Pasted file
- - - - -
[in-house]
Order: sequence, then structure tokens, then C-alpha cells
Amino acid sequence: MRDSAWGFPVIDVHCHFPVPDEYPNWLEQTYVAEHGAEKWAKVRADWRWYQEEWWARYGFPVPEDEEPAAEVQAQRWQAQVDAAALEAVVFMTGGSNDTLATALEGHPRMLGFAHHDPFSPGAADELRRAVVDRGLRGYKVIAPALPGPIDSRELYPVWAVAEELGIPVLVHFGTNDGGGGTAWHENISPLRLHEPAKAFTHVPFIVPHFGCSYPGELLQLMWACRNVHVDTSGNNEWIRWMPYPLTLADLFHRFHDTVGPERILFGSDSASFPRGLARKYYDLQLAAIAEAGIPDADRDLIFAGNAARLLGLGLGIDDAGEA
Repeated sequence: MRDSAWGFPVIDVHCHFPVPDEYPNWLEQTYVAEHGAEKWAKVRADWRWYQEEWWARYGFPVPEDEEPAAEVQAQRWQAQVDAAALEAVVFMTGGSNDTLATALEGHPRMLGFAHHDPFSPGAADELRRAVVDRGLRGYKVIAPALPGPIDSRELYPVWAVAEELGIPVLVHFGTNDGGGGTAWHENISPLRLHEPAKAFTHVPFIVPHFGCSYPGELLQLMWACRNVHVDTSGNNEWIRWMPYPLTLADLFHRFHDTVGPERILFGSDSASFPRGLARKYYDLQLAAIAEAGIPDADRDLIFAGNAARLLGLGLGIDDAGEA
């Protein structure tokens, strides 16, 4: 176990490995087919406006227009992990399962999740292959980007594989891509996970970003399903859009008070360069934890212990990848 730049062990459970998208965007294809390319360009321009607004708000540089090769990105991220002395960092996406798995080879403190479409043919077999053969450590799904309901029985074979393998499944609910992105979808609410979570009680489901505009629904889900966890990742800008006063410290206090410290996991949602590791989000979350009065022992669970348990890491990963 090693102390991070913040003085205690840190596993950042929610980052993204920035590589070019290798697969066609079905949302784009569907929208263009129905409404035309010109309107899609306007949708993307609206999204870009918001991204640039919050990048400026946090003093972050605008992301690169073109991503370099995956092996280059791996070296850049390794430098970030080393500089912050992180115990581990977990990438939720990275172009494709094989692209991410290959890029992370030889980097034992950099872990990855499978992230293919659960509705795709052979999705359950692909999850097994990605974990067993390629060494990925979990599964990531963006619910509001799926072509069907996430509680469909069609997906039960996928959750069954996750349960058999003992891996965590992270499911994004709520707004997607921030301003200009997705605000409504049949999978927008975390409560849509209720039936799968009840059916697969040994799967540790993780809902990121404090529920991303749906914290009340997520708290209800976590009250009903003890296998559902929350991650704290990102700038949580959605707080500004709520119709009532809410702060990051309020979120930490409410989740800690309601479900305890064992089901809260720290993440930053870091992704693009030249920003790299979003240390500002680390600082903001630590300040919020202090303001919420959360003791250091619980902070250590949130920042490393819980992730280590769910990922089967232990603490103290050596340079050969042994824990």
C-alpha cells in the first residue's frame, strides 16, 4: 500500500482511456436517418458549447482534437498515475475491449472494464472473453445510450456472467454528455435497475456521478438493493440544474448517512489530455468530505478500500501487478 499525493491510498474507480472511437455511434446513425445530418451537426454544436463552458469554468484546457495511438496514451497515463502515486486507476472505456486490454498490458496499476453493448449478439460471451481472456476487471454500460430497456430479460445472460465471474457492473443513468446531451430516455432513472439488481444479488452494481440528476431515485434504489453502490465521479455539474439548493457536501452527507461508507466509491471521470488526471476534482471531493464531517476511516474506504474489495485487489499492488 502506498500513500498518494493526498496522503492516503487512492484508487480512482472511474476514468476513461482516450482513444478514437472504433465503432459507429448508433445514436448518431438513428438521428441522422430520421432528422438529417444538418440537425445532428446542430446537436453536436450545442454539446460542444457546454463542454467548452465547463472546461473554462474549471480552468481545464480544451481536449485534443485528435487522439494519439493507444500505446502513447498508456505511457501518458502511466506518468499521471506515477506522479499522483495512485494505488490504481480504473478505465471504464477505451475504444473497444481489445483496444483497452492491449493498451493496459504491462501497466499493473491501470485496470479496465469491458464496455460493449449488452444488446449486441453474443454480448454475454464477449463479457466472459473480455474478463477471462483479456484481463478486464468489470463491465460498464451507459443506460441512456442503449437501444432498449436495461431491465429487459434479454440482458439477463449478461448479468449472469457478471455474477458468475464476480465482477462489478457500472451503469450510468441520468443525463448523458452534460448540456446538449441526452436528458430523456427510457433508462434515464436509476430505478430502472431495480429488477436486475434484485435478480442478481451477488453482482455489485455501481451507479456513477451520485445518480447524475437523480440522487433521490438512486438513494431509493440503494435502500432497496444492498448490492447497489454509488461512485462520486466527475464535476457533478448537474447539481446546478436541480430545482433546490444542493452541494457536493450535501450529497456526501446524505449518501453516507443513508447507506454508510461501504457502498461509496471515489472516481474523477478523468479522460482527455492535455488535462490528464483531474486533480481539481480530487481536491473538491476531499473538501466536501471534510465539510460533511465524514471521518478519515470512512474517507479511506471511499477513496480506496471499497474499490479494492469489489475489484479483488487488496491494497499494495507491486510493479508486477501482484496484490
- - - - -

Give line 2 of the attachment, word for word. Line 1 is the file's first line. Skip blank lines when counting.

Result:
Order: sequence, then structure tokens, then C-alpha cells